The NOBLE Trial

What They Did:

  • Prospective, Randomized, Open-Label, Non-Inferiority Trial
  • 36 centers in northern Europe
  • Patients with left main coronary artery disease randomized in a 1:1 treatment of PCI or CABG


  • Primary Outcome: Major Adverse Cardiac or Cerebrovascular Events (MACCE) – Composite of All-Cause mortality, non-procedural myocardial infarction, any repeat coronary revascularization, and stroke
  • Secondary Outcomes: Individual outcomes of all-cause mortality, non-procedural myocardial infarction, any repeat coronary revascularization, and stroke


  • ST-Elevation Myocardial Infarction (STEMI) within 24hrs
  • Expected survival of <1 year


  • 1201 Patients Enrolled (1192 Included in the analysis)
    • 598 PCI
    • 603 CABG



  • Multicenter study
  • Randomized Clinical Trial
  • Clinically relevant patient oriented outcomes

Limitations :

  • The number events needed to be reached at 2 years was not successful, therefore the follow-up period was extended to 5 years for MACCE
  • Even though the median follow up period was 3.1 years, there was only a 38T and 35% follow up at 5 years for PCI and CABG cohorts respectively
  • Patients in this trial were elective procedures, making generalization of results to patients in the acute, unstable setting difficult. These patients may be better suited for PCI over CABG.
  • 11% of patients were treated with first-generation drug-eluting stents potentially diluting the PCI results, as first generation stents have more thickness and a higher rate of in-stent thrombosis compared to newer stents
  • Combined primary endpoint where all endpoints are not equal (i.e. death not equal to revascularization)


  • Key findings of the NOBLE Study:
    • CABG better than PCI for composite endpoint of MACCE
    • All-cause mortality similar between two groups
    • Nonprocedural myocardial infarction and need for repeat vascularization were increased after PCI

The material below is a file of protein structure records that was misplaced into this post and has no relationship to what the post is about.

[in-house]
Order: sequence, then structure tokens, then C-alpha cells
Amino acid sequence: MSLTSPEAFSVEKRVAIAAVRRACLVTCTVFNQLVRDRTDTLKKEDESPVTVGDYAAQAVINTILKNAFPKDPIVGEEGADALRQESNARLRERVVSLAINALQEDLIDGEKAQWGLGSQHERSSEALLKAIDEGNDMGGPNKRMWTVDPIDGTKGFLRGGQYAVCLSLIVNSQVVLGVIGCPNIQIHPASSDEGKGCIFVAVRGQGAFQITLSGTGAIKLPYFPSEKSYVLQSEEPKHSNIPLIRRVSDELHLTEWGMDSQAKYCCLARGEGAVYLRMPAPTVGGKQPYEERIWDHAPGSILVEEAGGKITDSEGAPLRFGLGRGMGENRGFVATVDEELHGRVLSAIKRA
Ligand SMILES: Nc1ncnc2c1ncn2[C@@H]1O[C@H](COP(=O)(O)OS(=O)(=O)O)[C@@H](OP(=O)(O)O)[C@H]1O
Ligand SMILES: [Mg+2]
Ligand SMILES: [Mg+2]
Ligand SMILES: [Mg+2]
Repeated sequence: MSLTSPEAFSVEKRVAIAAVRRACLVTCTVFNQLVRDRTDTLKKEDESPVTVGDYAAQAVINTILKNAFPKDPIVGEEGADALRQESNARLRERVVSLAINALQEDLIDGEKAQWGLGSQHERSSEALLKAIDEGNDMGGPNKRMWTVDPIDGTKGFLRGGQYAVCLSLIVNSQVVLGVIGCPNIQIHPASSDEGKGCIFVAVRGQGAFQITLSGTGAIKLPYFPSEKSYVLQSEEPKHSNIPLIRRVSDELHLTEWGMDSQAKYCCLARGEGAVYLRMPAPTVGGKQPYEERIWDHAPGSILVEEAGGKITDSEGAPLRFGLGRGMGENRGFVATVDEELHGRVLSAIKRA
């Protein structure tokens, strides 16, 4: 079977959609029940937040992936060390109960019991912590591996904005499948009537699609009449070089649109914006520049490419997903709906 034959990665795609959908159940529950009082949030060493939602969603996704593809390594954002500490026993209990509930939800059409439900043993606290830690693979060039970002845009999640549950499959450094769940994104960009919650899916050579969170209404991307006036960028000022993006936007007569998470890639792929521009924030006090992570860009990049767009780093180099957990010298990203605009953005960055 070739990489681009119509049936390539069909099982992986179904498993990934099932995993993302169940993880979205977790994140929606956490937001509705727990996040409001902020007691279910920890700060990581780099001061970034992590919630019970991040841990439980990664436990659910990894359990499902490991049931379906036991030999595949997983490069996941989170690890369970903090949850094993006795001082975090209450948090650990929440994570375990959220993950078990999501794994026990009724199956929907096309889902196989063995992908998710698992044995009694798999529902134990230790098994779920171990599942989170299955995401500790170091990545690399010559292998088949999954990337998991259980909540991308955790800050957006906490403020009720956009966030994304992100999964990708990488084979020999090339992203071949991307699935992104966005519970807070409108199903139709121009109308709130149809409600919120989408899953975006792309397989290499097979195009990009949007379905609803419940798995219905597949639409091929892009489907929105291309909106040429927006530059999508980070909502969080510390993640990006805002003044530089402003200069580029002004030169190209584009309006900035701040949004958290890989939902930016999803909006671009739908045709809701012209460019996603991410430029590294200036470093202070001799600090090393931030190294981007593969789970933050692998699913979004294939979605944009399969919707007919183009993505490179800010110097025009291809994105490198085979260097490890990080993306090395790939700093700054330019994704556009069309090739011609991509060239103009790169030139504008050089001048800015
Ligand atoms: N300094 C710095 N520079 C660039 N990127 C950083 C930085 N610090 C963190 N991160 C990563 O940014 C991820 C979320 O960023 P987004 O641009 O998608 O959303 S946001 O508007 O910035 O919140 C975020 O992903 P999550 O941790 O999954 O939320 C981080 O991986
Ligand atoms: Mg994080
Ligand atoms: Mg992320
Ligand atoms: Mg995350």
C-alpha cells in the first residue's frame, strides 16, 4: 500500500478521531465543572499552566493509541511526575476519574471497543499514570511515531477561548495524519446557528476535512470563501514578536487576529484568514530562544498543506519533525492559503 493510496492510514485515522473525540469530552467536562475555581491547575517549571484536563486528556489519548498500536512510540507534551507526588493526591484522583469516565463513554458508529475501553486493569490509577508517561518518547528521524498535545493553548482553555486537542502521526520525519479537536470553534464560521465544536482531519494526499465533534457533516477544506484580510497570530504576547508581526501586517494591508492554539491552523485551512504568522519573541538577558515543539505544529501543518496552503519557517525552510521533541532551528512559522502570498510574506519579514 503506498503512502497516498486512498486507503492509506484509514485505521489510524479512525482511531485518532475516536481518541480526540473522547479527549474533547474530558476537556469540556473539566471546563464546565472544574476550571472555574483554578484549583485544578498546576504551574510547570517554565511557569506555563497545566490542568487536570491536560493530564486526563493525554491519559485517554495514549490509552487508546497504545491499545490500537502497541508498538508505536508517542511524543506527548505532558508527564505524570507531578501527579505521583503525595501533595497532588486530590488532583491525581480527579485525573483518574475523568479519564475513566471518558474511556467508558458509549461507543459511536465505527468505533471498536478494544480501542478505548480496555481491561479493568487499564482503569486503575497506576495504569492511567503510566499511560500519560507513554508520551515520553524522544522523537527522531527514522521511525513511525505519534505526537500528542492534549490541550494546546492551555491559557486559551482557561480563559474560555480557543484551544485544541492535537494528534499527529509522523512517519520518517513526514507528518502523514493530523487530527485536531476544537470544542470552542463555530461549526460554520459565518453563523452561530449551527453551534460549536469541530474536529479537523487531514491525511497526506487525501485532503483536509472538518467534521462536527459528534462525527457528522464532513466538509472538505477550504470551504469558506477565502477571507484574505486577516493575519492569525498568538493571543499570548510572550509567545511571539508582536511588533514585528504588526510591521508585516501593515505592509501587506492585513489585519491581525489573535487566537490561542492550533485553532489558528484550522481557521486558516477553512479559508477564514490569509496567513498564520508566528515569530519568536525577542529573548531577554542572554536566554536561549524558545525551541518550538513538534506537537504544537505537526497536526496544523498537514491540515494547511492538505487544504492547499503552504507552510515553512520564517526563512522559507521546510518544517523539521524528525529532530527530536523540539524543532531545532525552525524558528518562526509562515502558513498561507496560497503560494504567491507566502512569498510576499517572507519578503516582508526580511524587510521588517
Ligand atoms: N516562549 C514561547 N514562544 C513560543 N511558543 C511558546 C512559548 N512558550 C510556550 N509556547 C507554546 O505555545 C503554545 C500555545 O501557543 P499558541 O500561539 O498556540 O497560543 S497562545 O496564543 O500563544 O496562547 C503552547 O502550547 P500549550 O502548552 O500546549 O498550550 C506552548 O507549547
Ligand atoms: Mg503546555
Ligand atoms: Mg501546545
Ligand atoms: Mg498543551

• Higher rate of stroke observed in the CABG group after 30 days
  • Major difference in favor of CABG in the revascularization outcome which may be subjective. Exclusion of revascularization from primary endpoint would significantly change the HR and move it towards non-inferiority as seen in EXCEL trial

Author Conclusion: “The findings of this study suggest that CABG might be better than PCI for treatment of left main stem coronary artery disease.”

Clinical Take Home Point: This study differs from the EXCEL trial in that CABG was shown to be better than PCI for treatment of left main stem coronary artery disease.  This difference may be due to the different endpoints in the two studies (inclusion/exclusion of revascularization).


  1. Stone GW et al. Everolimus-Eluting Stents or Bypass Surgery for Left Main Coronary Artery Disease. NEJM 2016. [Epub Ahead of Print]. PMID: 27797291
  2. Makikallio T et al. Percutaneous Coronary Angioplasty Versus Coronary Artery Bypass Grafting in Treatment of Unprotected Left Main Stenosis (NOBLE): A Prospective, Randomised, Open-Label, Non-Inferiority Trial. Lancet 2016. S0140 – 6736 (16): 32052 – 9. [Epub Ahead of Print]. PMID: 27810312

Post Peer Reviewed By: Anand Swaminathan (Twitter: @EMSwami) and Matt Astin (Twitter: @mastinmd)

Cite this article as: Salim Rezaie, "REBEL Cast Episode 31: Obstructive Left Main Coronary Artery Disease", REBEL EM blog, December 19, 2016. Available at: